Common Types Of Online Fraud To Watch Out For (Part 3)


Common Types Of Online Fraud To Watch Out For (Part 3)

Recently we’ve written two blog posts (here and here) covering a range of the most common online fraud strategies over the past year. Since all good things come in threes we’ve decided to continue the theme and cover another 6 examples of cyber fraud to watch out for.

Fake tax warning for university students

Kicking off our list of 6 types of online fraud is a relatively new form of phishing scam that targets students specifically.

Fake emails are being sent using university addresses to appear more legitimate. These emails notify the recipient that they are owed money and encourage them to provide their personal information. Any links redirect to a dodgy website where these details are stolen.

Emails may be spoof branded as HMRC, gov.uk or credit card branding.
Remember if you are ever in doubt about these emails, look up the companies contact information separately and contact them directly. Never click on any links or use the contact details within the email.

Fraud targeting online gamers

With the rise of popularity in games like Fortnite, it hasn’t taken long to see a corresponding spike in fraud targeting players. Over the past year there have been many resports of attempts by fraudsters to gain access to player accounts and create fraudulent charges.

The attempt works by advertising a web link via social media that promises to provide free game currency. When an unsuspecting victim adds their personal information the fraudster is free to create online transactions in their name.

Unfortunately this isn’t the only way people are being targeted. Another scam involves asking for people’s phone numbers and signing them up to premium rate subscription services and selling access to other gamer’s account.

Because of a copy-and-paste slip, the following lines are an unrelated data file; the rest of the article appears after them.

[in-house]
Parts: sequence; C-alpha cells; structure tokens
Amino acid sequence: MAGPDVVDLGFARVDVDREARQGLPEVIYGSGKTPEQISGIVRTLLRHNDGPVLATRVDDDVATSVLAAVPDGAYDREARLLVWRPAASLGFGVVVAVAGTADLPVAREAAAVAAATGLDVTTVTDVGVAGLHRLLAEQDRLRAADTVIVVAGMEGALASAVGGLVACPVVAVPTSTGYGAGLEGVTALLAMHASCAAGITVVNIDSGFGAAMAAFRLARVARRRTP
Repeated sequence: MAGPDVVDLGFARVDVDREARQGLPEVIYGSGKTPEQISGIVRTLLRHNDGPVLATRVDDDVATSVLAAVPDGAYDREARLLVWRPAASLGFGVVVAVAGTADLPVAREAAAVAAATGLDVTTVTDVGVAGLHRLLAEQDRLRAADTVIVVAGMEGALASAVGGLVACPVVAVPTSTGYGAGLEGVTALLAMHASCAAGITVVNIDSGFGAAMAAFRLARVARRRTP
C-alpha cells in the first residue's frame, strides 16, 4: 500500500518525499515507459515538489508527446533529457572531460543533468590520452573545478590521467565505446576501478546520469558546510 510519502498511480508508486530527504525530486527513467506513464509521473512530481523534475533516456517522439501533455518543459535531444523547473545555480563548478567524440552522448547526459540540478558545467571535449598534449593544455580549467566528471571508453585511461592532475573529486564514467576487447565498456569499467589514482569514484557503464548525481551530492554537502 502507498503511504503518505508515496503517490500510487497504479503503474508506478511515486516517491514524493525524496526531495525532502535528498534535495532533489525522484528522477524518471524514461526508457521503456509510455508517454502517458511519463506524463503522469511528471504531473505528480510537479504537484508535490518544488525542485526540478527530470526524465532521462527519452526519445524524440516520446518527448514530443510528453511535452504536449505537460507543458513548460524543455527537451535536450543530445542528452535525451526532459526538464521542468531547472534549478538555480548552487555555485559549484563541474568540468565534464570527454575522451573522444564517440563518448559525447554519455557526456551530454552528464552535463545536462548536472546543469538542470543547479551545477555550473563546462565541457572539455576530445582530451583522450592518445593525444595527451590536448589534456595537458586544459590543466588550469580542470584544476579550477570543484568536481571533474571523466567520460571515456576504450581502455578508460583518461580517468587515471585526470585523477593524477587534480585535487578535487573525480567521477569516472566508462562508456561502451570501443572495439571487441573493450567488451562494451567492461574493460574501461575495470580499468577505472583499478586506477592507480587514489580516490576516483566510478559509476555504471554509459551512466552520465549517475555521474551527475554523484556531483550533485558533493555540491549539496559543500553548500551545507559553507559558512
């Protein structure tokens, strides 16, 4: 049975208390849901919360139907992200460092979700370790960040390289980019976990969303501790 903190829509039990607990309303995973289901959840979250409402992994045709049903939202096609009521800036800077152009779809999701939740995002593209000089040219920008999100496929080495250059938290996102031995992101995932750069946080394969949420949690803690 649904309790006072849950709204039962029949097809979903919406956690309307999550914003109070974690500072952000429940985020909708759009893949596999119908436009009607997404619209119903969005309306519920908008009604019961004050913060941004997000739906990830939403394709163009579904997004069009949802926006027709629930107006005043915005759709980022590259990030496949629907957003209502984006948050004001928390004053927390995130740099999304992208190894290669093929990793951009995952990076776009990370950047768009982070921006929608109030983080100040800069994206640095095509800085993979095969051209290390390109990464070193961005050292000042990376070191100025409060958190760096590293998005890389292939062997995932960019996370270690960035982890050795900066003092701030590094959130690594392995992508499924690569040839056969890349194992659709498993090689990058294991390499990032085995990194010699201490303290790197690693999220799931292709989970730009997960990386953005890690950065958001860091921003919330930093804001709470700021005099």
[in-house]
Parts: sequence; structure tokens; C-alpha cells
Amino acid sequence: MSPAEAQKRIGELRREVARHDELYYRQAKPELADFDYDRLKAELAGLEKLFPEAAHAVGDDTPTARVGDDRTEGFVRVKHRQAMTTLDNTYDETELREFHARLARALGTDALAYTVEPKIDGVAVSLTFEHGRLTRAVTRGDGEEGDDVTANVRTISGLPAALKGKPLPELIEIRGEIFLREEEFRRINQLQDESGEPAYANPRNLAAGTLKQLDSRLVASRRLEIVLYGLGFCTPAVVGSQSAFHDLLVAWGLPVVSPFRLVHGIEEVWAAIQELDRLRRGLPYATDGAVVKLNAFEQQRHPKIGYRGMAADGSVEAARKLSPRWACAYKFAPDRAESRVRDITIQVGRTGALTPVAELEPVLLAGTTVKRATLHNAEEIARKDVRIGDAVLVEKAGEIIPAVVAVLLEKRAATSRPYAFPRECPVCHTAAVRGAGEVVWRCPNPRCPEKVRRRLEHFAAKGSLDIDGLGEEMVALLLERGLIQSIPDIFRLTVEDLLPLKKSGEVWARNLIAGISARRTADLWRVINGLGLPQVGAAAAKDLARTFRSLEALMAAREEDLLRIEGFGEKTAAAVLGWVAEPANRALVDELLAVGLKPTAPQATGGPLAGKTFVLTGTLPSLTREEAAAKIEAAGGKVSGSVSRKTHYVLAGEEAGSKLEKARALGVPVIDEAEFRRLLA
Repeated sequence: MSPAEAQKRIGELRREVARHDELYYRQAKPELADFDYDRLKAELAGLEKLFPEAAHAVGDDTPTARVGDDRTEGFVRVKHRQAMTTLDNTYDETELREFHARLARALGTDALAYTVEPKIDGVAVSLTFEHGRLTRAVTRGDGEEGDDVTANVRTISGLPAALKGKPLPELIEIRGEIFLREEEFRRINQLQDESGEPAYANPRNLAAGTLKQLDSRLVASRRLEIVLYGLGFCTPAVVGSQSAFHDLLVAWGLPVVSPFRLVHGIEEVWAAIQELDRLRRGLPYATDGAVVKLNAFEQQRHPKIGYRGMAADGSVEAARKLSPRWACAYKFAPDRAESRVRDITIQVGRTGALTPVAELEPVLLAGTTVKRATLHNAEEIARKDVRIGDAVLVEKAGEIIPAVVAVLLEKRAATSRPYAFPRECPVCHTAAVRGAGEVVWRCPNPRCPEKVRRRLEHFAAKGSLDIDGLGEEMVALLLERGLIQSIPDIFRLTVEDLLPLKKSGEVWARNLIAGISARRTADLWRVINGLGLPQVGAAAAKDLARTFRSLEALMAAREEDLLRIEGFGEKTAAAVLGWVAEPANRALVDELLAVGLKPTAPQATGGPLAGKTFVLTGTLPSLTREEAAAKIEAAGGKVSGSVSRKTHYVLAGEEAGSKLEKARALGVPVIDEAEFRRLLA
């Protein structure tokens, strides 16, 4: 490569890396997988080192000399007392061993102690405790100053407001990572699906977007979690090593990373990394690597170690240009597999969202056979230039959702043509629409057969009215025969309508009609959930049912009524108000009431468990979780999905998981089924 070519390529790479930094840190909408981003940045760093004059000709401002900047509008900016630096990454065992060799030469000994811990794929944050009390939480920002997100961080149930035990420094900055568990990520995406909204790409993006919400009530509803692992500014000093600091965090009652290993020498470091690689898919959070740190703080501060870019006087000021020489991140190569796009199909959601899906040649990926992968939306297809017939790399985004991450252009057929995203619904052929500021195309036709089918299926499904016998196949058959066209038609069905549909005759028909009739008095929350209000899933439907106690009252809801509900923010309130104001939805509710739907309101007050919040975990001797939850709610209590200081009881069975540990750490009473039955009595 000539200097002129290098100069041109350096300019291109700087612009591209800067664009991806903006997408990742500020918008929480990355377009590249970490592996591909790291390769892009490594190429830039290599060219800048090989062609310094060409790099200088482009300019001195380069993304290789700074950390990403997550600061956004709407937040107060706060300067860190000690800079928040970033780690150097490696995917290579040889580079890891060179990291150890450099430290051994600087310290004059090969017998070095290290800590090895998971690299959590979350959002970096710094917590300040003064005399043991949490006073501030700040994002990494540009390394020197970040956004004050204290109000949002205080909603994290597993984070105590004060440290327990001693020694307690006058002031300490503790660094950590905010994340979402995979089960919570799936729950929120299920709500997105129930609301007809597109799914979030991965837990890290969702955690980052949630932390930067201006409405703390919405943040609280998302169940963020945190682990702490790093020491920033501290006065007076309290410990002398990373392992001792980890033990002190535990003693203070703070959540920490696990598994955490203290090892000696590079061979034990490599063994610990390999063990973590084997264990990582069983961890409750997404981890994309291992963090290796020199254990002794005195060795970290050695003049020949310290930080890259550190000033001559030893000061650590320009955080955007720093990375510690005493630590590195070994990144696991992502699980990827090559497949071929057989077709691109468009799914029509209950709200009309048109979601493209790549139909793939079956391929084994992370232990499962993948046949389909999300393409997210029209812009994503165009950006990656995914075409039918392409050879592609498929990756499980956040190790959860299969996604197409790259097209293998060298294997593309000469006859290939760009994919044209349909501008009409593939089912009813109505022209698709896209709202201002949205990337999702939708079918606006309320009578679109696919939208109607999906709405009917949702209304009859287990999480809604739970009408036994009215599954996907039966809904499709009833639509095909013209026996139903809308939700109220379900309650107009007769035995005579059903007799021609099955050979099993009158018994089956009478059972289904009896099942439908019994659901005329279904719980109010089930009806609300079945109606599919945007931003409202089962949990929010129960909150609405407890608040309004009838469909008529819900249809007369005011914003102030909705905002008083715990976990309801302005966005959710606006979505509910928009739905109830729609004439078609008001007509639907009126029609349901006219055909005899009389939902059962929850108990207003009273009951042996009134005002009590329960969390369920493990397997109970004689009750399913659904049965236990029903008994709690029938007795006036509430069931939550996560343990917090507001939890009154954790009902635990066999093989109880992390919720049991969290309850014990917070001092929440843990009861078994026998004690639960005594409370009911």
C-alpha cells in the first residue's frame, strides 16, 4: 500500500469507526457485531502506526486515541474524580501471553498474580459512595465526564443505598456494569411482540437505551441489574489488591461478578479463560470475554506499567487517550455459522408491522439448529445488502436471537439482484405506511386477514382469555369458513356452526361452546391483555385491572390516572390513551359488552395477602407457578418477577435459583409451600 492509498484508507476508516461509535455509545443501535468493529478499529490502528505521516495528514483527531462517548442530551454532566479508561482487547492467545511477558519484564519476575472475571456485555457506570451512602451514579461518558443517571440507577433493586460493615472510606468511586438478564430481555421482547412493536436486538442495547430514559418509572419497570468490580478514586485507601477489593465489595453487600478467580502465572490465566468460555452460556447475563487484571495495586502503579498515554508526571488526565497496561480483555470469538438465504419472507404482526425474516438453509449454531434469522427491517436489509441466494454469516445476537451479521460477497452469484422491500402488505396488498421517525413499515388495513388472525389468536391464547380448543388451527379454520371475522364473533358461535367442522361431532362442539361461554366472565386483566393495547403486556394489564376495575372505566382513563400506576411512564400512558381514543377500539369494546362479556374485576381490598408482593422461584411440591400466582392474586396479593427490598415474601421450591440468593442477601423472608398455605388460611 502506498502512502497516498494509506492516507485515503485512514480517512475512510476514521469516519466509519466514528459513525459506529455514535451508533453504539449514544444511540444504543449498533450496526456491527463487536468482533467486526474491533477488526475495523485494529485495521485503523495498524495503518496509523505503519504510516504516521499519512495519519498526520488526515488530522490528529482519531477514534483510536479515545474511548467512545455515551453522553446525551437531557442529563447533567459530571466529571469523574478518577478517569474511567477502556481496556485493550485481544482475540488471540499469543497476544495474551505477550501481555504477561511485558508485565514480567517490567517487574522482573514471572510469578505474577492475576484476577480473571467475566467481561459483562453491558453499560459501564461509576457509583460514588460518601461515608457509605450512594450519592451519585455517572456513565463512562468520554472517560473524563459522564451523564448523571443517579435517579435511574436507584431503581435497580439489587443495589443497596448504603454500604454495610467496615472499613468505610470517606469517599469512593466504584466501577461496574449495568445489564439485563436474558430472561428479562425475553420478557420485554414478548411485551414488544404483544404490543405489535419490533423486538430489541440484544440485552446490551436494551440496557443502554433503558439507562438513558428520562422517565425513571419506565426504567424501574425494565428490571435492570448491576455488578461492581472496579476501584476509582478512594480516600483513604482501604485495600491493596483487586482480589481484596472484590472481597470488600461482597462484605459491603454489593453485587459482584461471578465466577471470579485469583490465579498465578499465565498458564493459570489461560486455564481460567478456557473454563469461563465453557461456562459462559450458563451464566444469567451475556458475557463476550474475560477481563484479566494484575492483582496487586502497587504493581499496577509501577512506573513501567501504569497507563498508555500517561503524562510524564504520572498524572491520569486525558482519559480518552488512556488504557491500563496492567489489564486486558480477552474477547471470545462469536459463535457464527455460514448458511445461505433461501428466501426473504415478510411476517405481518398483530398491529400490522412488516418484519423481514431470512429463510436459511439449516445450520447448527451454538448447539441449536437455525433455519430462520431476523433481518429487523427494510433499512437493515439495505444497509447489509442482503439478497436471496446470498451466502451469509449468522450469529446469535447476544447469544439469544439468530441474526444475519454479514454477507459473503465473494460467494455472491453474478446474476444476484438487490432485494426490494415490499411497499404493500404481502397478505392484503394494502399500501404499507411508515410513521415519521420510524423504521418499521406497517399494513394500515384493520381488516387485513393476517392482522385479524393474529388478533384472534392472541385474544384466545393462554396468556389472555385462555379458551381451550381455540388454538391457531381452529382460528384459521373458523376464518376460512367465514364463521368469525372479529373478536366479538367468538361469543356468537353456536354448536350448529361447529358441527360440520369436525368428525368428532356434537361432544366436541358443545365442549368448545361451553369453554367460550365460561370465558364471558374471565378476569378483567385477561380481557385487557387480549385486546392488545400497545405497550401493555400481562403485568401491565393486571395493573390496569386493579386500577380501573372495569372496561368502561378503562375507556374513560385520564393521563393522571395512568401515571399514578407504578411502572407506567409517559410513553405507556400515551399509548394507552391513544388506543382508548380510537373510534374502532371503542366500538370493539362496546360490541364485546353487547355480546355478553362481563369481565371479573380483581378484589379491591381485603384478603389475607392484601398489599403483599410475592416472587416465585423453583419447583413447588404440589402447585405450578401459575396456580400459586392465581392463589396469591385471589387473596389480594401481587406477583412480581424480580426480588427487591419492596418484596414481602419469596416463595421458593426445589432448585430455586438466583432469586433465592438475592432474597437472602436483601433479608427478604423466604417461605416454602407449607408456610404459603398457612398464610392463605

It should go without saying that you should never disclose your account details to anyone. If you are a parent of a child that plays Fortnite or any other popular online game, it’s worth making sure they know to avoid these common scams.

The fake Sainsbury’s refund email

Another reported current online scam involves an email claiming that the intended victim was overcharged on a recent visit to Sainsbury’s and offers a gift card in compensation.

Unfortunately this is just another type of phishing attempt, aiming to get the recipient to click a link to a malicious website which attempts to defraud them.

If you receive an email from a well known high street name, it’s always worth being wary of the sender. It’s quite easy to disguise an email to appear legitimate, however most phishing emails contain poor formatting, spelling and grammar that can be used as a clue.

RSPCA premium telephone numbers

This devious little scam aims to defraud unsuspecting victims by tricking them into dialling a premium rate number (e.g. 0844 / 0845).

In this instance, the fake numbers are disguised as RSPCA’s animal cruelty line and when dialled will redirect victims to the charities control centre. This means people don’t know they’ve been scammed until they receive their next phone bill.

This scam is so widespread that when the charity conducted it’s own research they found that 8 different scam sites were amongst the top 10 pages of Google.

Fake modelling jobs

Recently there has been a rise in the numbers of fake adverts being displayed on social media. Reports have been made about these fake adverts on WhatsApp, Facebook, Twitter and more.

Once an intended victim gets in touch the fraud is then carried on it two ways. Fraudsters may pressurise victims into sending an upfront fee to book a test shoot slot. Once payment is received the victim will never hear from them again.

Instead of disappearing, fraudsters may also actually carry out the shoot and in a few days let the victim know they’ve been successful. This is when they demand another payment to secure a contract. It is at this point that they then disappear.

Worryingly this scam is targeting both aspiring models as well as parents by creating adverts of supposed modelling opportunities for children.

Always carry out your own research prior to paying any type of advance and always be wary if you are asked to pay for a portfolio as most legitimate agencies will cover that cost.

Online fraud targeting jobseekers

Action Fraud has received reports across the past year of fraudsters targeting people searching for work by posting adverts for sales roles. Once a jobseeker has shown interest in the role, the fraudsters tell them that they will be selling foods on a company’s behalf. Often this is cars or machinery but could be anything.

The victim is told they will use their own personal banking to manage the products and are required to make a down payment via an escrow provider to secure the products.

Unfortunately once this payment is made, the fraudster is never heard from again.

When making a large purchase such as a new car or machinery, always meet the seller face to face first and ask to see the goods before transferring any money. False adverts often offer goods for sale well below market value to entice potential victims; always be cautious.


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